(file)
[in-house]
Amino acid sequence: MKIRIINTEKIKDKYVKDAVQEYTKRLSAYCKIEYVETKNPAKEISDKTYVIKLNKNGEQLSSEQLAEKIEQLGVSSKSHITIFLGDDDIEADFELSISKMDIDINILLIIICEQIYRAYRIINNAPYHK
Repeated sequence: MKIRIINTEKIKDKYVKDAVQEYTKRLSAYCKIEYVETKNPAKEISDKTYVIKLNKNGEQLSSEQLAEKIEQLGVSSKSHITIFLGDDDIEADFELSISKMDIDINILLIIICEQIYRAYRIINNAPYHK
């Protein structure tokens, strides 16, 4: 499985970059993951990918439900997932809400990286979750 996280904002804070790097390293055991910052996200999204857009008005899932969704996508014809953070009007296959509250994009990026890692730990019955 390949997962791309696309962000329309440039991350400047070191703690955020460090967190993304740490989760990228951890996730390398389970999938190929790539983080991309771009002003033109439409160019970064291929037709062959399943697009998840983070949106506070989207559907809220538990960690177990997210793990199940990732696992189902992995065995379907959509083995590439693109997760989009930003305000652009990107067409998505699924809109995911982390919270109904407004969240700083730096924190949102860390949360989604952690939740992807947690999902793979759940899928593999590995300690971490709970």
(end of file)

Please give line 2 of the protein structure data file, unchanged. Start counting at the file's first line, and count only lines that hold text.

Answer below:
Amino acid sequence: MKIRIINTEKIKDKYVKDAVQEYTKRLSAYCKIEYVETKNPAKEISDKTYVIKLNKNGEQLSSEQLAEKIEQLGVSSKSHITIFLGDDDIEADFELSISKMDIDINILLIIICEQIYRAYRIINNAPYHK